In a stunning exclusive, the New York Times reports that “it is official: Barack Obama is the nation’s first black president. A White House spokesman confirmed that Mr. Obama, the son of a black father from Kenya and a white mother from Kansas, checked African-American on the 2010 census questionnaire.” The Times noted that “Mr. Obama could have checked white, checked both black and white, or checked the last category on the form, ‘some other race,’ which he would then have been asked to identify in writing.”

Conservative pundits immediately criticized the President’s actions. Radio host Rush Limbaugh grumbled that “it is clear that Obama has disowned his white half. He’s decided he’s got to go all in on the black side.” Glenn Beck asserted that “this president, I think, has exposed himself as a guy, over and over and over again, who has a deep-seated hatred for white people or the white culture.” The Fox News host then concluded, “This guy is, I believe, a racist.” His comments were echoed by Mark Williams, a radio host and prominent leader of the Tea Party movement, who described Mr. Obama as “our half white, racist president.”

Philip J. Berg, an attorney who brought suit against the President challenging his citizenship, declared that “this proves that Obama is a fraud, a phony and…has put forth the biggest ‘HOAX’ in the history of our great nation. He’s made it plain that he identifies most with his African heritage. Why would he do that unless he were, first and foremost, an African?”

More moderate conservatives accused the President of political gamesmanship. “He’s wooing black and minority voters in an election year,” complained an unnamed G.O.P. spokesperson. “He’s trying to show up the Republicans just because they haven’t had an African-American in Congress since 2002. How is that fair?”

Wall Street reacted with massive selloffs, although shares of gunmakers Smith & Wesson and Sturm, Ruger & Co. rose sharply. Sporadic rioting was reported in rural Idaho and Texas.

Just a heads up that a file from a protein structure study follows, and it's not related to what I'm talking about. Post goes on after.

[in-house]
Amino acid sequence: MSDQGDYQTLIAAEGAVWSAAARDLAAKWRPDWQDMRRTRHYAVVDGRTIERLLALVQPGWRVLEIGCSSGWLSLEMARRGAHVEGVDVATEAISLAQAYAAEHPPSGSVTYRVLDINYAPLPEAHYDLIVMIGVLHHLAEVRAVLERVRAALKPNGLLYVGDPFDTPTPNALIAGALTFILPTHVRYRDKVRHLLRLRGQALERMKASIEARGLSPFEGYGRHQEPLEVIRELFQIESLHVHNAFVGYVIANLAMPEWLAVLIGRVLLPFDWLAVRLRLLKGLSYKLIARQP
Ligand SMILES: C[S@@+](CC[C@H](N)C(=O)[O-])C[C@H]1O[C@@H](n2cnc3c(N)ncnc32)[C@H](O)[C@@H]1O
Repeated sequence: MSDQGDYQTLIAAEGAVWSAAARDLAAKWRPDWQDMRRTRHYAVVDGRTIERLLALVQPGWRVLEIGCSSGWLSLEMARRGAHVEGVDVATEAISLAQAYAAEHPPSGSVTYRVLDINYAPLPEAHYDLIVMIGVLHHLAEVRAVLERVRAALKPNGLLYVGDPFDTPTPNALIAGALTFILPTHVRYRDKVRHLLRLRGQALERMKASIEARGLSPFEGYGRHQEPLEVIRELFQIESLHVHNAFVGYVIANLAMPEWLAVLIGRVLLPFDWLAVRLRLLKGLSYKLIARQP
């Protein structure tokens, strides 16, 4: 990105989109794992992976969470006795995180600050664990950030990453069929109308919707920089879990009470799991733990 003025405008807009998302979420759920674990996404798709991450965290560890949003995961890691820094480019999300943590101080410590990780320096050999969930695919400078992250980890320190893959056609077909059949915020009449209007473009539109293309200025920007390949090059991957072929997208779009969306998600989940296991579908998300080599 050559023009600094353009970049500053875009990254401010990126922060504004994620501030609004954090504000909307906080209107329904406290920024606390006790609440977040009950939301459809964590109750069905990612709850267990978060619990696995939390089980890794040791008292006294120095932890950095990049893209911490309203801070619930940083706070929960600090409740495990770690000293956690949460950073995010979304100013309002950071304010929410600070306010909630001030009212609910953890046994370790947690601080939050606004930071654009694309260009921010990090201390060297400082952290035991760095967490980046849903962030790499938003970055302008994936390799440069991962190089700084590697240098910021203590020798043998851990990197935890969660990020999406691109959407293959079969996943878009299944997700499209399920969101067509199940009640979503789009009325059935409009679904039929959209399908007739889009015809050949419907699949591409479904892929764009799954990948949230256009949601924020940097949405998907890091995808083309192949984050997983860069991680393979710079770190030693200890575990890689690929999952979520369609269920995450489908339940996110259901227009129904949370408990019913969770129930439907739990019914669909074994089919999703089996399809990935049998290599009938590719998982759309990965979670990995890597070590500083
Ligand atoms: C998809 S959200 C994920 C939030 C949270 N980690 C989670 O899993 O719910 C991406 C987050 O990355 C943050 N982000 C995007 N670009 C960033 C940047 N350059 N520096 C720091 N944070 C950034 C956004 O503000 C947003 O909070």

White Like Me

Via Media Matters, a story is flushing through the internets tubes. Glenn Beck had a guest host on his show, a radio ranter named Doc Thompson. Media Matters has a clip from Thompson’s show where he says that taxing tanning booths is racist discrimination against ‘light-skinned Americans’.

This is so funny that I suspect some of the leftie sites are being roped in by satire. I listened to the clip, and Thompson can definitely claim he was just joking, and probably will.

I don’t know if I want to be called a light-skinned American. I actually like to think of myself as a Celt-American, though I checked off ‘white’ on the census form. Maybe some day none of this will matter. We’ve come a long way.

Anyway, I found an answer to the embarrassment of having skin so light I practically glow in the dark, and it’s not tanning booths.

When I was in my early twenties I used to lie out on a beach towel in the blazing sun with the rest of my friends. You can’t read comfortably, especially if you are a Celt whose ancestors came from gloomy lands where it rains all the time. The sun makes me squint.